I think the pumping up of cells with extra water would account for the brittleness of newly formed polyploids. Fagerlind went on to describe the adjustment that occurs in the relationship between cytoplasm and nucleus that allows the cells to become somewhat smaller while retaining all their chromosomes.

Some of his results are a bit surprising. For instance, some tetraploids were less hardy than the diploid parents. Also, when some "sterile" hybrids were doubled, the resulting plants were less fertile, apparently violating Darlington's law.

I puzzled over these paradoxes, but then I remembered that Fagerlind was working in Sweden. It's cold there. A diploid species may be just able to survive there, while its tetraploid progeny, being a little slower growing, are more prone to winter kill because they don't have time to ripen their wood. Similarly, doubled hybrids that should be fertile, don't have time to ripen their fruit ... even though they might contain viable seeds.

Finally, it is important to note that many of the weakly fertile chromosome-doubled plants became increasingly fertile as they aged.

Karl K
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Re: Some ploidy questions

Post: # 69155Post Karl K
Wed Jan 30, 2019 6:13 pm

david zlesak wrote:
Fri Jan 25, 2019 10:40 am
I suspect the nice balance in features in some genetic backgrounds between the diploid and tetraploid levels help these triploid seedlings stand out more (bit more branching than many of the tetraploid siblings, etc.).
Many years ago I read (I don't recall where) that while Wilhelm Kordes was working the line that culminated in 'Crimson Glory', he was aiming for a darker counterpart to 'Mme Caroline Testout' and 'Lady Mary Fitzwilliam'. He came close, but if the plants at the SJ Heritage garden are correctly labeled, both Testout and Lady Mary are well worth emulating. In fact, I had wondered whether CG could be crossed onto a red Tea to get a better crimson bedding rose. I looked at 'Souv. de Thérèse Levet', but was not inspired to pursue the project.

Karl K
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Re: Some ploidy questions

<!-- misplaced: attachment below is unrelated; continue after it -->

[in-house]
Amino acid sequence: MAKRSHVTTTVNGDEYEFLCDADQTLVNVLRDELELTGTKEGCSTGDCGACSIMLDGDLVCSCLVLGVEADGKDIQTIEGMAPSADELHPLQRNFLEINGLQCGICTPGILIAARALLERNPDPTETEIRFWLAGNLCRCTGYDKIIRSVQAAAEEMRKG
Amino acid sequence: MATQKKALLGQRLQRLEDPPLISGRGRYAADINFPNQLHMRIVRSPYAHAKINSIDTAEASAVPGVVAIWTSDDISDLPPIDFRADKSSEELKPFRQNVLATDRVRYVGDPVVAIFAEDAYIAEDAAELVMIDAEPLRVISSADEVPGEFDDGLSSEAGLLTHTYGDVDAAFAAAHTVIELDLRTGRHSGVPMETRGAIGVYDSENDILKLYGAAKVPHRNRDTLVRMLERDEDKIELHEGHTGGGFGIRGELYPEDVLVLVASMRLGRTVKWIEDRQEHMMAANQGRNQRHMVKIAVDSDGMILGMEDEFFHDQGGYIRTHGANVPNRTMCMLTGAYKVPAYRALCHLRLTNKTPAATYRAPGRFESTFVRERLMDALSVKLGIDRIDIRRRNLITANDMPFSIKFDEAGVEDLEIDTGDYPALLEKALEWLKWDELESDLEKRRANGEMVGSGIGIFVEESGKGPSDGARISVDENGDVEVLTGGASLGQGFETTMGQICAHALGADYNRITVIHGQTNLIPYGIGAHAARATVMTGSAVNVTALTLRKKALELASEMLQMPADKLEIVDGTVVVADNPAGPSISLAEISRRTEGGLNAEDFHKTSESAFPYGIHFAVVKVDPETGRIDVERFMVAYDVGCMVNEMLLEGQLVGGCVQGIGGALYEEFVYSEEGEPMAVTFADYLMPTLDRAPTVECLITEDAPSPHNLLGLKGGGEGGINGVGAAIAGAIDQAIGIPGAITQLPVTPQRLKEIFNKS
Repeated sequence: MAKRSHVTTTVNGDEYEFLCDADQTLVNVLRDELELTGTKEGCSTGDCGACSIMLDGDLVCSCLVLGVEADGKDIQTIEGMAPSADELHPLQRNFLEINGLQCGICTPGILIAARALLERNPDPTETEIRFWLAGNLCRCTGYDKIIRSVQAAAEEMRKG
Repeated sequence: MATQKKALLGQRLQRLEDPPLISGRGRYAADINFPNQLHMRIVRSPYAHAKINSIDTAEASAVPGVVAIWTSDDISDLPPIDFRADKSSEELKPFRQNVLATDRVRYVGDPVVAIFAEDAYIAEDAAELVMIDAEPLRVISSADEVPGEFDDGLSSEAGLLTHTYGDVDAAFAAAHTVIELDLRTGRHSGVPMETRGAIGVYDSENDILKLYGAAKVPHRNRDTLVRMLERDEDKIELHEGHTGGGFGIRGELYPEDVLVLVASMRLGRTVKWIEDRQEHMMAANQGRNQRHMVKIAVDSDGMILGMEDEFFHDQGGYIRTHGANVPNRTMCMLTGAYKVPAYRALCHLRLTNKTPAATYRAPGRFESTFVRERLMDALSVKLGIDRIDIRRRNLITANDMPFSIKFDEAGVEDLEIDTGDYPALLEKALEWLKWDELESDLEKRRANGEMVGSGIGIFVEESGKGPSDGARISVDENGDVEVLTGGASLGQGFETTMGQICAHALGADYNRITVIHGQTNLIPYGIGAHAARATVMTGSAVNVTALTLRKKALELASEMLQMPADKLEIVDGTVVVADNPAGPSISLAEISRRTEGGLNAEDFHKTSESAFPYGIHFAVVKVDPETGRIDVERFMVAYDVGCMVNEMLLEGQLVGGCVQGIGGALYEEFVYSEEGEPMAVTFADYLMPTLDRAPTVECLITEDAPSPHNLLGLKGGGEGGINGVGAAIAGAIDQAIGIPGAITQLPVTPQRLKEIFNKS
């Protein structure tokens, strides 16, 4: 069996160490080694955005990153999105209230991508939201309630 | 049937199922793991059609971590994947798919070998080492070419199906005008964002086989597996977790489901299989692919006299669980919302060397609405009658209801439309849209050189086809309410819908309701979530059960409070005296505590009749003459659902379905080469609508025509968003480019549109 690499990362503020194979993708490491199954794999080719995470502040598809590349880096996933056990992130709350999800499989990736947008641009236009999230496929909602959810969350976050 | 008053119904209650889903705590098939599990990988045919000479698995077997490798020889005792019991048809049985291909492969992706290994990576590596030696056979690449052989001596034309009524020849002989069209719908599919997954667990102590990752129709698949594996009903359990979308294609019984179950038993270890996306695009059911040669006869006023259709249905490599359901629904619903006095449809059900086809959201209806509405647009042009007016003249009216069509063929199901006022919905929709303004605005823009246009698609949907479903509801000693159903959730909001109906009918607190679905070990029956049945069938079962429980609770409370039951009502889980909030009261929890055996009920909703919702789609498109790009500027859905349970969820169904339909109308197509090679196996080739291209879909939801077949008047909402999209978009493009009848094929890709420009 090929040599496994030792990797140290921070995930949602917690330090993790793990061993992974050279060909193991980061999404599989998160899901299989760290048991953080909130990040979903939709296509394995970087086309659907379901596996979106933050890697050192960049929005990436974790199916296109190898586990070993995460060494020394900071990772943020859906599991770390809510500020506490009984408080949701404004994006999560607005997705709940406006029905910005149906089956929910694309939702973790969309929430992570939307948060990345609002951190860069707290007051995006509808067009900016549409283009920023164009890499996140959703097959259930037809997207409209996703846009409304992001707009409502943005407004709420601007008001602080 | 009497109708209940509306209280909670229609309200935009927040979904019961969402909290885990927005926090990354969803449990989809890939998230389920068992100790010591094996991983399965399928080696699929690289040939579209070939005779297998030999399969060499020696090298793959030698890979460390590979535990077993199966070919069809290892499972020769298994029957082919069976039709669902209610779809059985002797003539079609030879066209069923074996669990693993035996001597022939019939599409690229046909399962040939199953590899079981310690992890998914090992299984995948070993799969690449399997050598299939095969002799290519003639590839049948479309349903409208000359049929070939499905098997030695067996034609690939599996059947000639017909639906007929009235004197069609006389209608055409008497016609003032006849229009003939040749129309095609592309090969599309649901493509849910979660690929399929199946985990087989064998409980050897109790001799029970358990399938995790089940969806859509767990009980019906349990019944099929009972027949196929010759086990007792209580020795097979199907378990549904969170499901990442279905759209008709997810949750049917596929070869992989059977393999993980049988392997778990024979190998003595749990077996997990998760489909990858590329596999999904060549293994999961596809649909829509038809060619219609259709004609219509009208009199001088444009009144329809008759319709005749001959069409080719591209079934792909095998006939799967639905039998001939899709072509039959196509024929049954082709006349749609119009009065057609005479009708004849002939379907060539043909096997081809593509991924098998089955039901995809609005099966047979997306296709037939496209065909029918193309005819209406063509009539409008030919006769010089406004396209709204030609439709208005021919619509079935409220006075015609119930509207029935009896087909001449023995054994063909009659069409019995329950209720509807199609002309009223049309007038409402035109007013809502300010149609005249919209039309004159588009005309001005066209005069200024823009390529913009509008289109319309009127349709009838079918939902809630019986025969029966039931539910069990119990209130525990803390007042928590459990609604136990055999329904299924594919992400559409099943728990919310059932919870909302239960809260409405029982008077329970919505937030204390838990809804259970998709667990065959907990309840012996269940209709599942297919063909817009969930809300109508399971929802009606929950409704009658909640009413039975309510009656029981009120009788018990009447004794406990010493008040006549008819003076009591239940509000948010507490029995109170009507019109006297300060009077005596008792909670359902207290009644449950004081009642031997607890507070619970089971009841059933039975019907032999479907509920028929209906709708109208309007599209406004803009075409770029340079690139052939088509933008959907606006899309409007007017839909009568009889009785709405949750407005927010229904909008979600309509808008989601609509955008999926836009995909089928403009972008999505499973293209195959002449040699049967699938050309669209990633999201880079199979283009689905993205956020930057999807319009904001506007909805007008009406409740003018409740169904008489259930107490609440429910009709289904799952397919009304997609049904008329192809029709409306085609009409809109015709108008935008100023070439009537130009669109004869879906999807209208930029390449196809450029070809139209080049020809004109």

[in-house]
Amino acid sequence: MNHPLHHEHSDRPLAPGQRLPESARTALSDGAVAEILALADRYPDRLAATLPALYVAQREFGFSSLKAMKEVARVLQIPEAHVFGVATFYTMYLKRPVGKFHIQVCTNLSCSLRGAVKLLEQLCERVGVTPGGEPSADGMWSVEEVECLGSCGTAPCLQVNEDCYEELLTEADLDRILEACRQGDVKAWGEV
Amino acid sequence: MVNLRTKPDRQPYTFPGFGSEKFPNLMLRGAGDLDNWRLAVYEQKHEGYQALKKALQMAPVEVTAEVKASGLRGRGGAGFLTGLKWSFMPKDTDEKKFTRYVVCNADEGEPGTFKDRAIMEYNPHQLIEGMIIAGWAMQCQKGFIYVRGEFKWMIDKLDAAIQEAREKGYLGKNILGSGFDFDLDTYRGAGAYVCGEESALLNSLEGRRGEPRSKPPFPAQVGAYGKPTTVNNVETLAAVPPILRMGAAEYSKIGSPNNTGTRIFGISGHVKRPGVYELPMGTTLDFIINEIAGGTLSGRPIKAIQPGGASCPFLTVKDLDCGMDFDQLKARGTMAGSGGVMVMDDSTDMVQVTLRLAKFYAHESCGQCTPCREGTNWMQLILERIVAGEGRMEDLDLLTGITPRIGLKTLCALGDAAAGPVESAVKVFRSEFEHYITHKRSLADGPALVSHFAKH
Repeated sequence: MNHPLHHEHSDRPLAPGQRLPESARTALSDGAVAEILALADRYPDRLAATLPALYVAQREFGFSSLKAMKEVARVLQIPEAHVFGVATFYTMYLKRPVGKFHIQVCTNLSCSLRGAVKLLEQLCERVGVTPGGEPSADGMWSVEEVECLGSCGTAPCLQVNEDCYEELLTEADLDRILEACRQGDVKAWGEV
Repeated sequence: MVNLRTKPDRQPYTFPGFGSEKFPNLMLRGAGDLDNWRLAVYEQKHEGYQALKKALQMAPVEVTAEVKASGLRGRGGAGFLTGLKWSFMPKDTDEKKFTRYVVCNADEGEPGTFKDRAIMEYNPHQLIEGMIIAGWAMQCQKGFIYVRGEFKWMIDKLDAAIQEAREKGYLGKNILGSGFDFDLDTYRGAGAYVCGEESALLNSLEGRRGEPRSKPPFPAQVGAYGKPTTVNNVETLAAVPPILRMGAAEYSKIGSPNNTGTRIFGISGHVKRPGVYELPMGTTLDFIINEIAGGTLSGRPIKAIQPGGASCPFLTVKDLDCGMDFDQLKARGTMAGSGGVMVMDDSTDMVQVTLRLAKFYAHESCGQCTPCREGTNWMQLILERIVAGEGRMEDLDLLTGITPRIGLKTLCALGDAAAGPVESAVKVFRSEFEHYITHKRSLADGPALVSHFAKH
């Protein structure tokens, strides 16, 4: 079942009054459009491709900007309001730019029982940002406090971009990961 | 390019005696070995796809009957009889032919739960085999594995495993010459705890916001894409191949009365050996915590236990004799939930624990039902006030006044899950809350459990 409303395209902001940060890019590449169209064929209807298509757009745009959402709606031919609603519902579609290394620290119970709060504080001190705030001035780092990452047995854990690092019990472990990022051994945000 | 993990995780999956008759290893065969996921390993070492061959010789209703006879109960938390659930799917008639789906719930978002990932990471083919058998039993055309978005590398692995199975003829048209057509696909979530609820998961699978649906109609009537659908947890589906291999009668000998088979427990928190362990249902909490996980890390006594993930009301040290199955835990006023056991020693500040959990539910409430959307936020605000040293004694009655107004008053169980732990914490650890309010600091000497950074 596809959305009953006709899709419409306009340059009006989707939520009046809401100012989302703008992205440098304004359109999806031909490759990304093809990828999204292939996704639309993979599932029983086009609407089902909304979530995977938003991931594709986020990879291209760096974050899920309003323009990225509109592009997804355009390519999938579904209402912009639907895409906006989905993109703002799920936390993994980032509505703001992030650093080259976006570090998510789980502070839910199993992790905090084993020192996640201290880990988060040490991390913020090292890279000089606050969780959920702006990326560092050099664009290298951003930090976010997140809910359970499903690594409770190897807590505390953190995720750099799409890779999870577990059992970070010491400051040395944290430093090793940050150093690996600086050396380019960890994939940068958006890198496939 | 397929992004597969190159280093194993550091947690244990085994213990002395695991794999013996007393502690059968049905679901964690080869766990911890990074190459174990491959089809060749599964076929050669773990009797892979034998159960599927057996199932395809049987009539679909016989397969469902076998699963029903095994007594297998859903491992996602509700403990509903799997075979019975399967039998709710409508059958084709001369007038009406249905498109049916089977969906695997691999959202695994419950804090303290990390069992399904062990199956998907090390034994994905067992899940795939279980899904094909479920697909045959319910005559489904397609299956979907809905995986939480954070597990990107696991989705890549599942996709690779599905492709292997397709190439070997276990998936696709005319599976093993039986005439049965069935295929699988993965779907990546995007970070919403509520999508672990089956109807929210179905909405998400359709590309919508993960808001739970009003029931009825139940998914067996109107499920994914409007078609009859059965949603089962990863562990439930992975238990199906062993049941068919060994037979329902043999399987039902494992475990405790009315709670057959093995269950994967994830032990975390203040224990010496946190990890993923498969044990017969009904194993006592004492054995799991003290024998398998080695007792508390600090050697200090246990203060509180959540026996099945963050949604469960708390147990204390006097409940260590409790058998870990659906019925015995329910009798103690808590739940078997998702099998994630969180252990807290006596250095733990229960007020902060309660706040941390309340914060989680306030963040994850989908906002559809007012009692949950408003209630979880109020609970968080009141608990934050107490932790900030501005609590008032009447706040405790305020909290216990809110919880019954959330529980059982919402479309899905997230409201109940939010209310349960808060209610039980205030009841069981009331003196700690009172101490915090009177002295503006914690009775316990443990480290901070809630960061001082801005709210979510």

Post: # 69249Post Karl K
Fri Feb 08, 2019 1:24 am

There is another matter regarding ploidy that should be mentioned ... gigantism. When a diploid species produces a chance triploid offspring, the latter is usually larger than the parent. Tetraploids are even larger. Here's an example showing Rosa macrophylla and its tetraploid form.

However, this gigantism is not entirely stable. Fagerlind (1958) wrote:
 It has on several occasions been stressed that polyploids which occur spontaneously in nature, and among these also those which may be regarded as intraspecific, often diverge more or less strikingly from the experimentally produced polyploids (cf. for instance Müntzing 1936, Fagerlind 1937, Wettstein 1937). The former frequently have better, the latter poorer fertility qualities; the former are often more feebly, the latter more strongly gigas-accentuated. As the cause of the difference one may of course reckon with the selection that in time takes place in nature. The above-described conditions regarding Solanum, Bryum and Rosa, however, open the way for the interpretation that at least in special cases the differences are due to the presence of a rather slowly running auto-adjustment.
In other words, the enhanced vigor tends to decline over time. This is one way that old roses seem to deteriorate. But how fast does the decay occur?
It is possible, furthermore, that the adjustment proceeds at a different rate in different organisms. In the tomato it would seem to proceed rather rapidly, in Bryum caespiticium-Corrensii more slowly, and in Rosa rugosa, which after 15 years appears to be at the beginning of its adjustment, the rate would seem to be still slower. 
For example, 'Gloire de Dijon' (tetraploid) is believed by some to have been a self-seedling from 'Souv. de la Malmaison' (triploid).

In some cases, reciprocal crosses can give different results. Pollinating a diploid by a tetraploid should give mostly triploid offspring. This represents a 50% increase in the number of chromosomes (or quantity of DNA) that the cytoplasm must accommodate. The reciprocal cross also gives mostly triploids, but this time there is a decrease of 25% in chromosome count and DNA quantity. Of course, this latter cross should not suffer so much loss of apparent vigor in the next few decades.